by Thomas Fazi
Tuesday, 11
January 2022
Dispatch
07:00

Italy’s vaccine mandate is purely political

Mario Draghi is trying to pin his Government's failures on unvaxxed Italians
by Thomas Fazi
Credit: Getty

Mario Draghi’s decision to introduce a Covid vaccine mandate for all citizens over 50 has understandably sparked an intense debate here in Italy. Most commentators, however, miss a crucial point: that vaccines are, de facto, already mandatory for most Italian citizens.

For months, everyone over the age of 12 has been required to hold a “Covid passport”, or “green pass” — proving that they’ve either been vaccinated against Covid-19, recently tested negative or have recovered from the disease within the past six months — to enter most public spaces, as well as all workplaces, public or private. This meant that anyone who couldn’t afford to get tested several times a week — in Italy Covid tests have a validity of 48 hours and can cost anything from 15 to 50 euros — had little choice but to get vaccinated.

However, these rules have now been tightened even further. As of yesterday, with the introduction of the so-called “super green pass”, a negative test will no longer be valid to access most public spaces. This means that anyone over the age of 12 will no longer be able use public transport, go the gym, dine (in or outside!) a restaurant or bar or enter a hotel or cinema unless they’re vaccinated or have recovered from Covid (and the latter is only valid for six months). In other words, millions of people will effectively be excluded from public life and reduced to a state of apartheid if they don’t get vaccinated. If this doesn’t amount to a regime of compulsory vaccination, I don’t know what does.

This measure is particularly shameful if we consider that it is also targeted at millions of minors, whom will be effectively subject to lockdown, with all that this entails for their already compromised physical and mental well-being, just because their parents have concluded that there’s little evidence of the benefits of vaccinating children. While one may not agree with such a decision, it’s not entirely unreasonable (as well as being in full compliance with the law). Indeed, based on the fact that that Covid has a minuscule mortality rate in minors (0,002%, to be precise), on the growing body of data on adverse reactions, and on the worrying spike in excess deaths among young people in several countries (including the UK), there’s good reason to believe that, below a certain age, the risks from the vaccine outweigh the benefits. Thus it is reasonable to think that there is an inflection point at which the harms of vaccination outweigh the benefits.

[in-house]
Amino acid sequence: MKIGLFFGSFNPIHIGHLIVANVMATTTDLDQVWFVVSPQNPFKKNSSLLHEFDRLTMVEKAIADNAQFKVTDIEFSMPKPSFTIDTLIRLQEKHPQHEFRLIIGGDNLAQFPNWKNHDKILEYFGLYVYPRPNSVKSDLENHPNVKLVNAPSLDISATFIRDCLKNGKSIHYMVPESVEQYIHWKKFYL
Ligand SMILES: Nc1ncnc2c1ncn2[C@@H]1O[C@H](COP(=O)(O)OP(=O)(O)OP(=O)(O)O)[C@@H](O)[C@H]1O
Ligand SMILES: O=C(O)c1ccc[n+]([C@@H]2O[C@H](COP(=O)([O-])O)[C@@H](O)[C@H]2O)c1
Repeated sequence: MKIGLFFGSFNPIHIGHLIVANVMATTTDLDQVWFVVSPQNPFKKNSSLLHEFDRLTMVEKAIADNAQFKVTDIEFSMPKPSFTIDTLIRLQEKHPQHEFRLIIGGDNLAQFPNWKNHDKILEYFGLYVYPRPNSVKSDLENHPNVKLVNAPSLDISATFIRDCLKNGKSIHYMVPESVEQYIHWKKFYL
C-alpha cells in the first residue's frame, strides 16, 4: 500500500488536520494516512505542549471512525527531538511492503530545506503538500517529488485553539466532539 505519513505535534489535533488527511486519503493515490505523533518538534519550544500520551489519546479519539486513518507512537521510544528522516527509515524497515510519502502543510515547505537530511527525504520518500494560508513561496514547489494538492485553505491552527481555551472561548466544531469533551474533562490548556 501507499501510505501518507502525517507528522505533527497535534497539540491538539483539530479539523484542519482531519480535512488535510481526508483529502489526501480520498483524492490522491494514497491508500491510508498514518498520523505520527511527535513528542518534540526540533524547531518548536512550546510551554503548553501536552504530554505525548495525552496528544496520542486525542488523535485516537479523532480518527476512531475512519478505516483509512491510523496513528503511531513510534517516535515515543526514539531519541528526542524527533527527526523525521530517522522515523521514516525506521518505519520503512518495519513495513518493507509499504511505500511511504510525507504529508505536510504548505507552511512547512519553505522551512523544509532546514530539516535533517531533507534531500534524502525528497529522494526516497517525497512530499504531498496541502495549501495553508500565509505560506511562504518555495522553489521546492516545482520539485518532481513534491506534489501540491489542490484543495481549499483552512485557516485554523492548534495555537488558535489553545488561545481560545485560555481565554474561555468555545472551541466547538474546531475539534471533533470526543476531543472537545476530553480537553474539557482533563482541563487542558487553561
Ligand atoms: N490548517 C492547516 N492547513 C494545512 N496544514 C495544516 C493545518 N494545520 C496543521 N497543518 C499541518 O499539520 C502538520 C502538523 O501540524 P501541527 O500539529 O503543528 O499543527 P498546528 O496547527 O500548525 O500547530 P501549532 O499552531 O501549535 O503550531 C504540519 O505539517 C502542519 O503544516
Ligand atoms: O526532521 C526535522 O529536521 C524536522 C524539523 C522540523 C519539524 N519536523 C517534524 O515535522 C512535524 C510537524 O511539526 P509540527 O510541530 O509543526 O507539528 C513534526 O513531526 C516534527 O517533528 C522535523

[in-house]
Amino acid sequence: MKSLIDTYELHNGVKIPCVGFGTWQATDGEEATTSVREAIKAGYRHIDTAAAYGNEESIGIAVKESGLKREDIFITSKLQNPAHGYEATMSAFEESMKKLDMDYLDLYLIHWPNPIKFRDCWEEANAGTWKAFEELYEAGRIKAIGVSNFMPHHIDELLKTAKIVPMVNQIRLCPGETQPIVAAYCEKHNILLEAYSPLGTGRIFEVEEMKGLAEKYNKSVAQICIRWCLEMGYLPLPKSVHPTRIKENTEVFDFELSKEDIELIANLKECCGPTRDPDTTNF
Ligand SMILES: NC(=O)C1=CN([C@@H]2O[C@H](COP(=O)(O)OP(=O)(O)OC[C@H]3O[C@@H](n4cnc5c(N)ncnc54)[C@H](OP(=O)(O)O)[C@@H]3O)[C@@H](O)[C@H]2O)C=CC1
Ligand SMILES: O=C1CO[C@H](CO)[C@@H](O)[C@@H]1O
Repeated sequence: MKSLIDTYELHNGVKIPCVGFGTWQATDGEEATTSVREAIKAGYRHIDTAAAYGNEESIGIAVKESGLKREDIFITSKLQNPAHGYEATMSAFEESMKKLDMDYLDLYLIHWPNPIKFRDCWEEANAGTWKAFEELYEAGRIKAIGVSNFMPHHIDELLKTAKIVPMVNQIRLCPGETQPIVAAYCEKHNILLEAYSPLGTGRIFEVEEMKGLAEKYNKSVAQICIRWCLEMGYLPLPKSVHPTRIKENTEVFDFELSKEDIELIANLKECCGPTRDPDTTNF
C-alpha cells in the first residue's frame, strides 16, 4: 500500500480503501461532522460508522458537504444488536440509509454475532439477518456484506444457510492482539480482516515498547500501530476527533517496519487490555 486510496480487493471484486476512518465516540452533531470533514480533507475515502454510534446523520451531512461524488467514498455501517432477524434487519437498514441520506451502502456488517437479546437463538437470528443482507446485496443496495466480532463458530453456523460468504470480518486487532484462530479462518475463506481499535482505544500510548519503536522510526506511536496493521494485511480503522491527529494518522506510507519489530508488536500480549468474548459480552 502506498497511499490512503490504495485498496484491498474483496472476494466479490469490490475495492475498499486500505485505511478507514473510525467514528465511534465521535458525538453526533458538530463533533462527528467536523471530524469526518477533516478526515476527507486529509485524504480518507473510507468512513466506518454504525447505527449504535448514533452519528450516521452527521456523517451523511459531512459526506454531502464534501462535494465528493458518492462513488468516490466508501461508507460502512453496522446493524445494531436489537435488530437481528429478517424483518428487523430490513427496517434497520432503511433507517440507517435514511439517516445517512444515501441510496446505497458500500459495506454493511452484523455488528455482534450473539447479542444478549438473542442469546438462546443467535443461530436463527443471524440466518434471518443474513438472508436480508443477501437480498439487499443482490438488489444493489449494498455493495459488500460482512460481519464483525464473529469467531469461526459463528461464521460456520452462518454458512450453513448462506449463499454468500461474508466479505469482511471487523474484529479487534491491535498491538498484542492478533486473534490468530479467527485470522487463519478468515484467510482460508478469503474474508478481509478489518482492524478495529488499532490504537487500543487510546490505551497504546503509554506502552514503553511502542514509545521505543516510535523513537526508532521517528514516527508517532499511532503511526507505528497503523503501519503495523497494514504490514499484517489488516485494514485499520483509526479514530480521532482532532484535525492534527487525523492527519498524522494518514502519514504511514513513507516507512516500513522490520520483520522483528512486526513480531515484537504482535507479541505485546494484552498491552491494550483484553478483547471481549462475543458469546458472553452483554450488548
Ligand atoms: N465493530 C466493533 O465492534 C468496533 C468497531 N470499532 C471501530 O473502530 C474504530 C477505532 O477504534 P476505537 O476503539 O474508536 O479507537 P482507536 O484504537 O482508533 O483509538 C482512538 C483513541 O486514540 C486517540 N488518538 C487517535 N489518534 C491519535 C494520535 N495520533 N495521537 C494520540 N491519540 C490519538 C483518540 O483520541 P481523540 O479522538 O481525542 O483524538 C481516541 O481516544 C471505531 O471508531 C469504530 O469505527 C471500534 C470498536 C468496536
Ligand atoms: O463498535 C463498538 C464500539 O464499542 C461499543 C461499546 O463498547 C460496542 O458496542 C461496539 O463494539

So what is the rationale for the official mandate? The government says that it is necessary to curb the surge in infections and the pressure on hospitals. The former argument, however, is clearly disproven by the obvious fact that there’s no correlation between vaccination rates and lower cases. Indeed, Italy has one of the highest number of daily new cases in the world despite also having one of the highest vaccination rates.

In the over-50s age group, in particular, Italy already registers incredibly high vaccination rates, close to or above 90%. It’s highly doubtful that vaccinating the remaining minority will make any difference to the spread of the virus. Especially if we consider that early studies show that the effectiveness of the current vaccines against infection with the Omicron variant is even lower than with previous variants. It’s just as doubtful that the small remaining minority of unvaccinated individuals can put the hospitals under pressure. The truth is that there’s hardly any Covid emergency to speak of in Italy at the moment, with Covid patients occupying only 17% of ICU beds.

So, as with all the pandemic measures enacted by the Draghi government, even the mandate (or the “super green pass”) would appear to have very little to do with public health. Rather, the motive is political: to further alienate the small minority of vaccine hesitant Italians (which will continue to be blamed for all the government’s failures), exacerbate social conflict and thus justify the maintenance of the permanent state of emergency necessary to continue with the de-democratisation, neoliberalisation and oligarchisation of the country. Welcome To Draghi’s Italy.

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Lorenzo Gallego Borghini
Lorenzo Gallego Borghini
7 months ago

The way governments continue to shift the covid blame onto their citizens is terrifying. I just saw on television an angry Italian woman crying out that all non vaccinated people should be locked up. This is what our governments are achieving. It is chilling.